Sony Insurer Asks Court For Hacking Lawsuit Protection
One of Sony’s insurers is asking a court to rule that it is not financially liable for lawsuits stemming from a cyberattack earlier this year that targeted the company’s PlayStation Network resulting in a massive data breach, various media outlets reported Friday.
According to BBC News, “Zurich American Insurance has now gone to court in New York seeking a declaration that it does not have to help Sony with current or future legal action related to the data breach.”
The British news agency also reported that legal documents filed by the insurance firm have revealed that 55 different class action lawsuits are pending, in the US alone, following the April hacker attack that compromised an estimated 77 million PlayStation Network accounts
“The firm agreed to pay anyone who lost-out financially as a result of the incident, but it is still being sued by a number of users,” the BBC added.
Reuters reporter Ben Berkowitz added that Zurich American, a subsidiary of Zurich Financial Services, filed documents late Wednesday evening asking the courts “to rule it does not have to defend or indemnify Sony against any claims ‘asserted in the class-action lawsuits, miscellaneous claims, or potential future actions instituted by any state attorney general’.”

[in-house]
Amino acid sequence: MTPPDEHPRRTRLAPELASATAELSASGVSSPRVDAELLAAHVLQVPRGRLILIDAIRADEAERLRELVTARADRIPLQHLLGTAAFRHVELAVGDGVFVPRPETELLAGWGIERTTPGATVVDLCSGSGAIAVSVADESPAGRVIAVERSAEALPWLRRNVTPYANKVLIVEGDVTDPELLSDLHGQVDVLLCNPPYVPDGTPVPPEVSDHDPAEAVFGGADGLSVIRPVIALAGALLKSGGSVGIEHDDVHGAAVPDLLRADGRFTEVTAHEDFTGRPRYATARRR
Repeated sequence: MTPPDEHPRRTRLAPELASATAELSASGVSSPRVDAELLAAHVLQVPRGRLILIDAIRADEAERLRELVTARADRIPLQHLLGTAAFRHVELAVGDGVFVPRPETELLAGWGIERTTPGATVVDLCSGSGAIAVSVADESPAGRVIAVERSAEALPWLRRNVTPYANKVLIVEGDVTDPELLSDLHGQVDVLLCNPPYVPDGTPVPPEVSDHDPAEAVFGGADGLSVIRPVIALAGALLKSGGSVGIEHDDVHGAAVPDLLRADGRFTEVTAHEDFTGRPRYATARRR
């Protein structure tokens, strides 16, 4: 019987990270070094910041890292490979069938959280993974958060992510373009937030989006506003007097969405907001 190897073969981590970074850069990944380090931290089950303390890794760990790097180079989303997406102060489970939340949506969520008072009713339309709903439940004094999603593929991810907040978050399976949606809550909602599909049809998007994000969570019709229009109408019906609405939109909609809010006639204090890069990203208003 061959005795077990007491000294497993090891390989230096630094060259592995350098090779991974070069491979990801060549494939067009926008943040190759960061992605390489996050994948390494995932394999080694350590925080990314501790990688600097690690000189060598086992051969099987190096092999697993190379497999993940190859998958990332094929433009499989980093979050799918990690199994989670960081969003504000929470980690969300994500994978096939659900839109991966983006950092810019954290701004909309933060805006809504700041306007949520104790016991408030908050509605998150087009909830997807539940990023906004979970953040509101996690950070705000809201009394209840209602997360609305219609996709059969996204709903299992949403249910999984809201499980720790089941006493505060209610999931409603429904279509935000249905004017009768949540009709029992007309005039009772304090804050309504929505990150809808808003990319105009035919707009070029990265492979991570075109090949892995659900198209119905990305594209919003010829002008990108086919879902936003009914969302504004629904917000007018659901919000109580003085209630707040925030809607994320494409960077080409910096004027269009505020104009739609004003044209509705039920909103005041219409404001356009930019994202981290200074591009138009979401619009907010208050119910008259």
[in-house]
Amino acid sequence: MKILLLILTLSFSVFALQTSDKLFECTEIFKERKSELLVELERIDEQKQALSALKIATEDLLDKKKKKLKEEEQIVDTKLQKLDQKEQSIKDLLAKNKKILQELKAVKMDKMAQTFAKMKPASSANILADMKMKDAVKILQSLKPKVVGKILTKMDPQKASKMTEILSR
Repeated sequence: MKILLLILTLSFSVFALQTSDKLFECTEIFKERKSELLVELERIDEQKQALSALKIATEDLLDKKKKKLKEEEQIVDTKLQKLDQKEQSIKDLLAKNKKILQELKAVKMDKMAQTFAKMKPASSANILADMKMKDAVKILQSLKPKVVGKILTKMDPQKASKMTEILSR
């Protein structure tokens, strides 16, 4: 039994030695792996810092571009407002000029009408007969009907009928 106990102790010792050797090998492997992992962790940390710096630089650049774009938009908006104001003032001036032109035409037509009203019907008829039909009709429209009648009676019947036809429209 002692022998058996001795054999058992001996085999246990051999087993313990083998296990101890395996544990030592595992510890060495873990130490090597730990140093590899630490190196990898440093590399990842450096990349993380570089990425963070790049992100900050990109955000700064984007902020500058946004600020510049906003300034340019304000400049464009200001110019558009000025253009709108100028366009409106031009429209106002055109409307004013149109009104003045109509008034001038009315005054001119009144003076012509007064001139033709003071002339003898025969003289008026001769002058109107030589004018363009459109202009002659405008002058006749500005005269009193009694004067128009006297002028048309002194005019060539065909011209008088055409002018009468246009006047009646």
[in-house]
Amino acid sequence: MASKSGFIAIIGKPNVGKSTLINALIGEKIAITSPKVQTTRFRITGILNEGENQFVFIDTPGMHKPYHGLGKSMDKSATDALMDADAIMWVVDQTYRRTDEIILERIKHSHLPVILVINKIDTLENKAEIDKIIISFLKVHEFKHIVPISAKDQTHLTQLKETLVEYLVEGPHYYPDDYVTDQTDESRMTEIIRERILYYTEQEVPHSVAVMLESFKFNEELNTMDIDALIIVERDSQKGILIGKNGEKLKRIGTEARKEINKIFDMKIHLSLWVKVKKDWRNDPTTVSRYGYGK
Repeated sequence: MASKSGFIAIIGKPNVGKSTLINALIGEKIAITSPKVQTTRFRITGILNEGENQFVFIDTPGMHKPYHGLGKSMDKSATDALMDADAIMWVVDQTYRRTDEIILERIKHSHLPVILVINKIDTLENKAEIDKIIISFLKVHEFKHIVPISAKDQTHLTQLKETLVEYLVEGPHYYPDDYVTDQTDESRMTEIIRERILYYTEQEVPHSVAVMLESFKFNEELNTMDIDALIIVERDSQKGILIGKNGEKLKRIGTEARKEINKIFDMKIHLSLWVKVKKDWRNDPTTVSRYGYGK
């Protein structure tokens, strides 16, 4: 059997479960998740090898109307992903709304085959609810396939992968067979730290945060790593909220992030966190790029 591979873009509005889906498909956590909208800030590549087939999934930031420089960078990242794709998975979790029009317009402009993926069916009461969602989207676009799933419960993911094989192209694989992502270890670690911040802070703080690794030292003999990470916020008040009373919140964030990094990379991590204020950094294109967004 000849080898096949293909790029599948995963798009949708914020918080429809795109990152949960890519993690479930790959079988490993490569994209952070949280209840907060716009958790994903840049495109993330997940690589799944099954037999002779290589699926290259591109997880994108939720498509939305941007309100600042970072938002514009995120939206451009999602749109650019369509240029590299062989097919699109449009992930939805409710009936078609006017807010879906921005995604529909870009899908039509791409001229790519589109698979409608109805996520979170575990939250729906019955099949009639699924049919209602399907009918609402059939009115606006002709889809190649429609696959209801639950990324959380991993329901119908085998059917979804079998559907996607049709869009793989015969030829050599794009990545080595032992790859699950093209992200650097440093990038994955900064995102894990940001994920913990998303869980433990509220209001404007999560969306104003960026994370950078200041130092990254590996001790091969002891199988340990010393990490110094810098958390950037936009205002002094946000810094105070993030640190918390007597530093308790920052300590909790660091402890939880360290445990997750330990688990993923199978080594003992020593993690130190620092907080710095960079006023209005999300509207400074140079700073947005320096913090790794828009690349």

Furthermore, Berkowitz noted that the insurer had also filed suit against Mitsui Sumitomo Insurance, AIG and ACE Limited, asking the court to clarify their responsibilities under each of their policies with the Tokyo-based electronics giant.
“Richard Bortnick, an attorney at Cozen O’Connor and publisher of the digital law blog CyberInquirer”¦ said that while Sony may be able to claim there was property damage as a result of the data breach,” the Reuters reporter added. “Zurich is likely to argue that the sort of general liability insurance it wrote for Sony was never intended to cover digital attacks.”
A Sony spokesman told Berkowitz that the company would not comment on pending litigation. Representatives from AIG declined to comment, while the Reuters reporter’s attempts to reach Mitsui Sumitomo were unsuccessful.
“The April attack on Sony’s data centers in San Diego compromised more than 100 million customer accounts, the second- largest online data breach in U.S. history, and will cost the company an estimated 14 billion yen ($173 million) this fiscal year,” Bloomberg’s Chris Dolmetsch wrote on Thursday.
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